• As part of the soundtrack for his 1970 movie Five Easy Pieces, director Bob Rafelson utilized a number of her songs. Before 1987, when Reba McEntire won the prize for the fourth time in a row, Wynette had held the record for the most consecutive victories for over 20 years.
  • Songs like “There Are So Many Ways to Love a Man,” “My Man,” and “Singing My Song” that Wynette released as a solo artist helped to maintain the story of Wynette as a lady who overcame difficulties because, presumably, she was much loved. In reality, because of Jones’ long absences caused by intoxication and aggressive behavior, their marriage started to fall apart very immediately.
  • Her final No. 1 song was the duet “Near You” (1977) with George Jones; her final No. 1 single was the single “You and Me” (1976). Aside from the number one slot, she was in the top 10 until 1980, with successful songs including “Let’s Get Together,” “One of a Kind,” and “Womanhood” in 1977 and 1978 respectively.
Track recording
Track recording

Up and Downs of Her Career

Early in the 1980s, her career slowed down. Wynette still had hit songs, but it took her longer to get to the Top Ten than it had in the previous decade. This pattern continued into the 1990s and the remainder of the decade.

Despite having fewer singles than in the past, Wynette was still a well-known performer and a favorite at concerts. She started experiencing a number of health issues in the 1980s, including bile duct irritation.

Prior to her passing on April 6, 1998, she visited the hospital a number of times in the middle of the 1990s.

Songs and Albums

Wynette sang hundreds of songs during her peak time. Let’s talk about Wynette’s famous songs and albums chronologically.

Songs NameAlbum NameReleasing Year
I Don’t Wanna Play HouseTake Me to Your World / I Don’t Wanna Play House1968
Golden Ring The Best of George Jones1975
D‐I‐V‐O‐R‐C‐ED‐I‐V‐O‐R‐C‐E1968
Apartment # 9Your Good Girl’s Gonna Go Bad1967
Stand by Your ManThe Heart of Tammy Wynette1969
Your Good Girl’s Gonna Go BadYour Good Girl’s Gonna Go Bad1967
Two-Story HouseTogether Again1980
Til I Can Make It on My OwnTil I Can Make It on My Own1976
Take MeWe Go Together1971
We’re Gonna Hold OnThe Country Music Hall of Fame Presents Tammy Wynette1995
My Elusive DreamsMy Elusive Dreams1967
Near YouThe Best of George Jones1975
He Loves Me All the WayTammy’s Touch1970
The CeremonyMe and the First Lady1982
WomanhoodWomanhood1978
Something To Brag AboutWe Go Together1971
Run, Woman, RunTammy’s Touch1970
Satin SheetsTammy Wynette1974
No ChargeGeorge & Tammy & Tina1975
Let Her FlyHonky Tonk Angels1993
Wynette Songs

Awards and Achievements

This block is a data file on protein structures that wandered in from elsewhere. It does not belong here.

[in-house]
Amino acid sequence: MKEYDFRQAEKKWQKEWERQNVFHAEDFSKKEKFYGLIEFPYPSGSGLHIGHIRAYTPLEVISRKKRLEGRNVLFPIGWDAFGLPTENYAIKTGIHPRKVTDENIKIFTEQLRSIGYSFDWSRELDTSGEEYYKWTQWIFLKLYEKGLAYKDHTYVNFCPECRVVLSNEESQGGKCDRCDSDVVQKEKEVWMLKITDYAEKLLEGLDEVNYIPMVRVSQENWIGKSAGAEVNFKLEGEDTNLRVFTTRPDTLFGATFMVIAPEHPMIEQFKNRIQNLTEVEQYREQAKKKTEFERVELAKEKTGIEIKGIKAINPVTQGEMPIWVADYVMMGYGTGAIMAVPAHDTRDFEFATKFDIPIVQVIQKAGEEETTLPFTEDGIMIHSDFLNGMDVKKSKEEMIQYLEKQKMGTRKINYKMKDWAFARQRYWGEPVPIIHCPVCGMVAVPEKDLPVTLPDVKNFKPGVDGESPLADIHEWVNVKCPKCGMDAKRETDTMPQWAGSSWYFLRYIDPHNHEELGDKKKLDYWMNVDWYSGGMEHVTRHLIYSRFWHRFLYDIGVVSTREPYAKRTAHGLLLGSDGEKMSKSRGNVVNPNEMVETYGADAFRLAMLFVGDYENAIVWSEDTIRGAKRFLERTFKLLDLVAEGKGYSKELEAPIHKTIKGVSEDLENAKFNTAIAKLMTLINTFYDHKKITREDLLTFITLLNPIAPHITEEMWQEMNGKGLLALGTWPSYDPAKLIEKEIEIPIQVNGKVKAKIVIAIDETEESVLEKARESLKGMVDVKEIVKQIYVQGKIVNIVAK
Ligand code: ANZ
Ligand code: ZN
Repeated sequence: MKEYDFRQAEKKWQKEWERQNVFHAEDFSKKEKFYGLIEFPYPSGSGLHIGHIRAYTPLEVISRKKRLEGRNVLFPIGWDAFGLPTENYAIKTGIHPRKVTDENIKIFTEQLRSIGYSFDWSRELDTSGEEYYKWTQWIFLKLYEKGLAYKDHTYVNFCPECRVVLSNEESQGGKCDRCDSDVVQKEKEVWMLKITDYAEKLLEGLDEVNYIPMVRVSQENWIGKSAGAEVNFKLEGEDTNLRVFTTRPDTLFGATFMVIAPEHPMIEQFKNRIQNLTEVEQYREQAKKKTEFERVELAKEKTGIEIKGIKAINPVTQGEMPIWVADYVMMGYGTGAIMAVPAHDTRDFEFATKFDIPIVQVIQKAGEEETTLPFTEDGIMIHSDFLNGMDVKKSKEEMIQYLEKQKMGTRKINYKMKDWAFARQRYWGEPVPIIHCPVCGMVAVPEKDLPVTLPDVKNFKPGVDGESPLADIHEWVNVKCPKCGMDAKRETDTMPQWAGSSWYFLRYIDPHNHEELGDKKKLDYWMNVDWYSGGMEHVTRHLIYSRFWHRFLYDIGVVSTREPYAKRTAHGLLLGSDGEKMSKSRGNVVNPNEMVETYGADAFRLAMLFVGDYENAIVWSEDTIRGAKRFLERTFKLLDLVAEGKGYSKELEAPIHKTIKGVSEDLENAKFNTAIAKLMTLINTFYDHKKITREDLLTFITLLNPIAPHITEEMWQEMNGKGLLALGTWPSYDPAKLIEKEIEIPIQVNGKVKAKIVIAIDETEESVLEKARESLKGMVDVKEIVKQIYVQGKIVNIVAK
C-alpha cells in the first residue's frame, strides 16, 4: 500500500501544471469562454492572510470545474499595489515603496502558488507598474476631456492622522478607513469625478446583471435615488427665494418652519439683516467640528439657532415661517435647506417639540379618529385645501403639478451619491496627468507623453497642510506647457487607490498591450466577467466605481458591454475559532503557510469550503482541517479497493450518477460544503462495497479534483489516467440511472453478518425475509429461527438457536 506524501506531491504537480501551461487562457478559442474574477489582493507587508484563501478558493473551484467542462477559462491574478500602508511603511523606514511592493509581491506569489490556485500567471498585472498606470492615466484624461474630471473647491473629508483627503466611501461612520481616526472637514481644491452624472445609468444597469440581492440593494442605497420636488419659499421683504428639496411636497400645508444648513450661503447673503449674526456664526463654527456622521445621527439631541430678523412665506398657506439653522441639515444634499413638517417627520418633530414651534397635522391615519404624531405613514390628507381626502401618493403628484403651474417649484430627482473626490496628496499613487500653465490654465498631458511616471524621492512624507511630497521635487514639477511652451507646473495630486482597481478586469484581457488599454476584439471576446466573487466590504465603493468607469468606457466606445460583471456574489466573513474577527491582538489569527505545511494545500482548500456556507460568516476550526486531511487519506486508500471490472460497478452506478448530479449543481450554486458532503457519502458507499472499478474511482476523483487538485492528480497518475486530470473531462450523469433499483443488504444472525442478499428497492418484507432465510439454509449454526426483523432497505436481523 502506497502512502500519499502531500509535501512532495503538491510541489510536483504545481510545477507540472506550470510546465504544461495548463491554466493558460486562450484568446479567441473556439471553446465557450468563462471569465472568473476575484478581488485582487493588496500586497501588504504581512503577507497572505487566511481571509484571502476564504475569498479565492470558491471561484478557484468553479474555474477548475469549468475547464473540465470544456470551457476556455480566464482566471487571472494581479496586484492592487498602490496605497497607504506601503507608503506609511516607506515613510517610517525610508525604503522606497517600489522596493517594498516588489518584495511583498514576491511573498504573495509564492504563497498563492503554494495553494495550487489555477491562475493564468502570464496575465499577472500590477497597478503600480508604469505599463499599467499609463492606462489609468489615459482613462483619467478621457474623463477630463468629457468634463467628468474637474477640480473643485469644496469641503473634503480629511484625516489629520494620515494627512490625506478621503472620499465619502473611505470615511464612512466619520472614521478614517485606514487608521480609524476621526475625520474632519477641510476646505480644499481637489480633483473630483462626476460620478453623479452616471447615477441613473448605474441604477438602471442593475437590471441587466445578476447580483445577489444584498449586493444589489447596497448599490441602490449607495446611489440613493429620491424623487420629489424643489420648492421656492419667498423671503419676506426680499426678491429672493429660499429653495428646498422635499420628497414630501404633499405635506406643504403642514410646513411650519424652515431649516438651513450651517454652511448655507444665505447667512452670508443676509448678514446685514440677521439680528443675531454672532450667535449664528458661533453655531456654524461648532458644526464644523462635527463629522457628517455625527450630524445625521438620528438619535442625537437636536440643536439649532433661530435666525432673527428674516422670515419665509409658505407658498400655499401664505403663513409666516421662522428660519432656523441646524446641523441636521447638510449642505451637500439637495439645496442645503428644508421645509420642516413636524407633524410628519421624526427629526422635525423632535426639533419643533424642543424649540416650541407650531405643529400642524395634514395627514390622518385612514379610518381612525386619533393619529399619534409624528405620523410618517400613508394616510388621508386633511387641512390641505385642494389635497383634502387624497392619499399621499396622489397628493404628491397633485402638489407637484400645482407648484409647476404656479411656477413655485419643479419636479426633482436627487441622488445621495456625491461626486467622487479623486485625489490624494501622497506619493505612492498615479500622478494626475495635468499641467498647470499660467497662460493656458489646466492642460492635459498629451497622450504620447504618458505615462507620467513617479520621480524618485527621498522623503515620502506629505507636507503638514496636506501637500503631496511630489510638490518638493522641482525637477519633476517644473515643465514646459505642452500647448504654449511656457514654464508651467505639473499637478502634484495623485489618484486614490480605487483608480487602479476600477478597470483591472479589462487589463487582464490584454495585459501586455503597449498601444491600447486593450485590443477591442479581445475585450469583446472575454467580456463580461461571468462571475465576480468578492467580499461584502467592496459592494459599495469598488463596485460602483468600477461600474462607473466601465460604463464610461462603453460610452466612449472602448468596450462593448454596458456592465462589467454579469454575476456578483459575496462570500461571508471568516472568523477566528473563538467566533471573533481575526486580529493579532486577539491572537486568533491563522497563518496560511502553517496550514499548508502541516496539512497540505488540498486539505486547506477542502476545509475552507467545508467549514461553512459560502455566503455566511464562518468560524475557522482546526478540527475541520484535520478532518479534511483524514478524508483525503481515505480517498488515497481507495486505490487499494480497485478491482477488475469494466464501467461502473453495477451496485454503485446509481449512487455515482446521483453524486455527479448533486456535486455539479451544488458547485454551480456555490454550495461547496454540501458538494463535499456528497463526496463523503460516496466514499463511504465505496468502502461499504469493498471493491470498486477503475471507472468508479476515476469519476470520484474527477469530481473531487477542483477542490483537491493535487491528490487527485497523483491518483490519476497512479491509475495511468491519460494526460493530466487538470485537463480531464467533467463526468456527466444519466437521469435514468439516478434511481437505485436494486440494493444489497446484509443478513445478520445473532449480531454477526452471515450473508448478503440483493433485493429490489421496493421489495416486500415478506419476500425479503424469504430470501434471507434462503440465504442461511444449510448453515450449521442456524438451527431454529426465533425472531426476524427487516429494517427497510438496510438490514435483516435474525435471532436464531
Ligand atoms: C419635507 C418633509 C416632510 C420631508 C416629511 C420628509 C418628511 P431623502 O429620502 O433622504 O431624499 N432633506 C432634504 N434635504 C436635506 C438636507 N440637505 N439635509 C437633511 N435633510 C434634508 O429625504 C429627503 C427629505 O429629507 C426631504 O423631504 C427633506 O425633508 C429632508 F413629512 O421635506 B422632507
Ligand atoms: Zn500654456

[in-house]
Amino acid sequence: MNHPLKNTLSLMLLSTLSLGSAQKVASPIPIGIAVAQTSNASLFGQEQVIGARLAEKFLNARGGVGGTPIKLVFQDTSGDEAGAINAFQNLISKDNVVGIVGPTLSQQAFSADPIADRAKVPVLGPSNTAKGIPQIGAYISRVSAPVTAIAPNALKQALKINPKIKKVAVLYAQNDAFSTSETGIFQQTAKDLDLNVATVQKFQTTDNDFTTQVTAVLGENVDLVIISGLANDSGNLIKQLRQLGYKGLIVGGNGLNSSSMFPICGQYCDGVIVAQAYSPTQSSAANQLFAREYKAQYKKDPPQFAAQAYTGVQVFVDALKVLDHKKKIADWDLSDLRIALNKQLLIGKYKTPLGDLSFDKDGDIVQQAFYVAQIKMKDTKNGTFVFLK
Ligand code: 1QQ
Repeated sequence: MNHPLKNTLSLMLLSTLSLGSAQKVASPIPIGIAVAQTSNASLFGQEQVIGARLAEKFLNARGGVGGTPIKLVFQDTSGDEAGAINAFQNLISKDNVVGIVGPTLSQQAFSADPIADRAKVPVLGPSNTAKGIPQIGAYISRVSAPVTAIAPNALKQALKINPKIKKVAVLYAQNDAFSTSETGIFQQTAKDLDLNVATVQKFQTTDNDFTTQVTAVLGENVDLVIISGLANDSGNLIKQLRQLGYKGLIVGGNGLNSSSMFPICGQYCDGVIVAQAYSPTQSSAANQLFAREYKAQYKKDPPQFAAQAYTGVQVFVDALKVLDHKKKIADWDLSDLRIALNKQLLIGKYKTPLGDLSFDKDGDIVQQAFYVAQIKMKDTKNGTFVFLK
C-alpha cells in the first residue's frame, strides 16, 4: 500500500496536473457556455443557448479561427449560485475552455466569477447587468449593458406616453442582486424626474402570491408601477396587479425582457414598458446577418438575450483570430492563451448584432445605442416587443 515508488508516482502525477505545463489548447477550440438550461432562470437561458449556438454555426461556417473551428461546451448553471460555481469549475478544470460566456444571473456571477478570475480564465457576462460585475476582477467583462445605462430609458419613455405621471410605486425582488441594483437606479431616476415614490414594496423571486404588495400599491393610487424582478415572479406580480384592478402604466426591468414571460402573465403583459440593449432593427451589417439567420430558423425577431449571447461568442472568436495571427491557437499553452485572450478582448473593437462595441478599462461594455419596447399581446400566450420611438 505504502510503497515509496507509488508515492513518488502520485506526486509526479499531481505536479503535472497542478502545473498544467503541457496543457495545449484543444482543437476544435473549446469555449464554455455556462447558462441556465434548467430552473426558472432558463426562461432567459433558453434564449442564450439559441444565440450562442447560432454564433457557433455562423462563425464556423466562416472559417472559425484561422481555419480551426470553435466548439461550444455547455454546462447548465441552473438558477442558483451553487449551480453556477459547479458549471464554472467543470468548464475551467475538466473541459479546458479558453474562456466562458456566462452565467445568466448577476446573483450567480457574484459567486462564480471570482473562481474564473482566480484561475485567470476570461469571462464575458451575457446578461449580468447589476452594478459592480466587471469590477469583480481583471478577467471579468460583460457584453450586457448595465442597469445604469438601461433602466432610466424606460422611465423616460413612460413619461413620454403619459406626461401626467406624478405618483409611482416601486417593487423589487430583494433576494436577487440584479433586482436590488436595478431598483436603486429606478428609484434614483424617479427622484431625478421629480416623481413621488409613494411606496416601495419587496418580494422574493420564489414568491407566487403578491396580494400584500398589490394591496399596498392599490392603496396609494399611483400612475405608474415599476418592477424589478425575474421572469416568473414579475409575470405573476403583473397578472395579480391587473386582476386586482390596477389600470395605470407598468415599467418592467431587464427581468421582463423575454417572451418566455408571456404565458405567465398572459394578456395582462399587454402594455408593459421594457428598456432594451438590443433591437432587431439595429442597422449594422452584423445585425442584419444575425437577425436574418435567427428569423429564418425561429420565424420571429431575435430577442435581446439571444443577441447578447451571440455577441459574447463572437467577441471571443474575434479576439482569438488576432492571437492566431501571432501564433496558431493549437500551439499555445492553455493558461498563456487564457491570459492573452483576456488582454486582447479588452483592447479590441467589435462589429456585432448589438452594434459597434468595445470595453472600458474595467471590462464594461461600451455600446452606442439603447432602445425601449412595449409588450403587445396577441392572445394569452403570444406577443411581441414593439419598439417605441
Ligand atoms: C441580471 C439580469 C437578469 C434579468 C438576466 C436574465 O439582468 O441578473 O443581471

For her performance of “I Don’t Wanna Play House” in 1967, Tammy Wynette won a Grammy Award for Best Female Country Vocal Performance. In 1969, her song “Stand by Your Man” took home the Grammy Award for Best Female Country Vocal Performance.

Tammy’s Greatest Hits, her 1970 album, earned a Gold record for selling more than 500,000 copies. The album earned Platinum status in 1989 after selling 1,000,000 copies.

Wynette became just the second female vocalist to get the Female Vocalist of the Year award at the Country Music Association Awards in 1968.

The next two years in a row, she was given the honor. The Country Music Hall of Fame honored Wynette in 1998.

Collection of Wynette's songs
Collection of Wynette’s songs

Last Days and Funeral

Tammy Wynette died on April 6, 1998, at the age of 55, after heart failure brought on by a blood clot. She had struggled with health issues for years that led to several hospital stays, around 15 major operations, and an addiction to medications.

Woodlawn Memorial Park Cemetery in Nashville became her last resting place. She was reburied at Woodlawn Cross Mausoleum in 1999 after the body was unearthed.

You can watch and listen to Tammy Wynette’s songs.

Conclusion

  • The First Lady of Country Music, Tammy Wynette was on her way to being the first performer in the genre to achieve platinum status.
  • In the 1960s and 1970s, Tammy Wynette set the standard for women who sang country music.
  • With 21 #1 songs, she dominated the country music scene, with “Stand By Your Man” (1968) being her most popular and career-defining tune.
  • Tammy Wynette became the first female performer in her genre to sell a million albums after overcoming extreme poverty.
  • Tammy Wynette was at the peak of her career because of the way her amazing voice and emotions allowed her to express her agony in her songs.